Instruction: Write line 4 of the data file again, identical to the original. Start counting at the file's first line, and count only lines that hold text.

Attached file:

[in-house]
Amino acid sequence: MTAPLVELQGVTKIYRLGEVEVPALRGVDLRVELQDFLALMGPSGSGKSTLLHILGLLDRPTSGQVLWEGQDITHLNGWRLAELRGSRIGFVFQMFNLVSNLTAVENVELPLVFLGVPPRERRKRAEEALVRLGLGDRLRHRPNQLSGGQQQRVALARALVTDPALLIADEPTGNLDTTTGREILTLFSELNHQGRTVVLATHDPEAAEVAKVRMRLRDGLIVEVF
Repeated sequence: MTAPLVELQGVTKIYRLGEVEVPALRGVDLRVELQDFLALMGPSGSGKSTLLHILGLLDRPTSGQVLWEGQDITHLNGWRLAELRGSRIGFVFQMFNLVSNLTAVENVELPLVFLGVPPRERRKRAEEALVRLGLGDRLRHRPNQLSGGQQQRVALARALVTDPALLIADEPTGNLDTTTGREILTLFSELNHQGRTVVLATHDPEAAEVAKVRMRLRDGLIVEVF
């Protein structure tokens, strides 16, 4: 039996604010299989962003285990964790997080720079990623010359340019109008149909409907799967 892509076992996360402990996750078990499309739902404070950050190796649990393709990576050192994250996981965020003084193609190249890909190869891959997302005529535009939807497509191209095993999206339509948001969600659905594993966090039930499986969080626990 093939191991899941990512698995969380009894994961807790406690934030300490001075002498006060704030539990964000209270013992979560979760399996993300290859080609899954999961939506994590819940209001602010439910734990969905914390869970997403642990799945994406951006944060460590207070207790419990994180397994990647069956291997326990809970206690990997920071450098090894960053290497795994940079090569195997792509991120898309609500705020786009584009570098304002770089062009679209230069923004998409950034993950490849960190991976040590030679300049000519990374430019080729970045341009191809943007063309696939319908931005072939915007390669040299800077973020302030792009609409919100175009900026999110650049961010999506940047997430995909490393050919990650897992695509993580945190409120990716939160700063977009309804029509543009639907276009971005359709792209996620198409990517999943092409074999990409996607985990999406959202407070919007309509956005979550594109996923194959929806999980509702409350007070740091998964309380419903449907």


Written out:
């Protein structure tokens, strides 16, 4: 039996604010299989962003285990964790997080720079990623010359340019109008149909409907799967 892509076992996360402990996750078990499309739902404070950050190796649990393709990576050192994250996981965020003084193609190249890909190869891959997302005529535009939807497509191209095993999206339509948001969600659905594993966090039930499986969080626990 093939191991899941990512698995969380009894994961807790406690934030300490001075002498006060704030539990964000209270013992979560979760399996993300290859080609899954999961939506994590819940209001602010439910734990969905914390869970997403642990799945994406951006944060460590207070207790419990994180397994990647069956291997326990809970206690990997920071450098090894960053290497795994940079090569195997792509991120898309609500705020786009584009570098304002770089062009679209230069923004998409950034993950490849960190991976040590030679300049000519990374430019080729970045341009191809943007063309696939319908931005072939915007390669040299800077973020302030792009609409919100175009900026999110650049961010999506940047997430995909490393050919990650897992695509993580945190409120990716939160700063977009309804029509543009639907276009971005359709792209996620198409990517999943092409074999990409996607985990999406959202407070919007309509956005979550594109996923194959929806999980509702409350007070740091998964309380419903449907």